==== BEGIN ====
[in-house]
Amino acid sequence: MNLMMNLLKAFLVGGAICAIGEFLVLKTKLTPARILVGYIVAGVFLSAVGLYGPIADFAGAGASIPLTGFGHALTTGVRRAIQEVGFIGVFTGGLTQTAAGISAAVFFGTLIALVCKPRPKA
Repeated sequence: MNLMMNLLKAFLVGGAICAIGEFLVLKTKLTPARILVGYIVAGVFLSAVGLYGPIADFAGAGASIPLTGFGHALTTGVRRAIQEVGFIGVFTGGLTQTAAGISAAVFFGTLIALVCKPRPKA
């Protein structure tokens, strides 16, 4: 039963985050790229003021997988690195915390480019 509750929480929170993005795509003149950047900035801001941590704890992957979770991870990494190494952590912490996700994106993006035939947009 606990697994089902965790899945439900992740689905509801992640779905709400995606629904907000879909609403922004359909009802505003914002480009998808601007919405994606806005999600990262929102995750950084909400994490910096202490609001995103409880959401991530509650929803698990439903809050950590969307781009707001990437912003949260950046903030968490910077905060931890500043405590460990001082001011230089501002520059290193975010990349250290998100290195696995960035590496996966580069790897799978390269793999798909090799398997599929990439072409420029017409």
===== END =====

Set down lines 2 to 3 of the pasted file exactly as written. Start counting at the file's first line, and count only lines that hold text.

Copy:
Amino acid sequence: MNLMMNLLKAFLVGGAICAIGEFLVLKTKLTPARILVGYIVAGVFLSAVGLYGPIADFAGAGASIPLTGFGHALTTGVRRAIQEVGFIGVFTGGLTQTAAGISAAVFFGTLIALVCKPRPKA
Repeated sequence: MNLMMNLLKAFLVGGAICAIGEFLVLKTKLTPARILVGYIVAGVFLSAVGLYGPIADFAGAGASIPLTGFGHALTTGVRRAIQEVGFIGVFTGGLTQTAAGISAAVFFGTLIALVCKPRPKA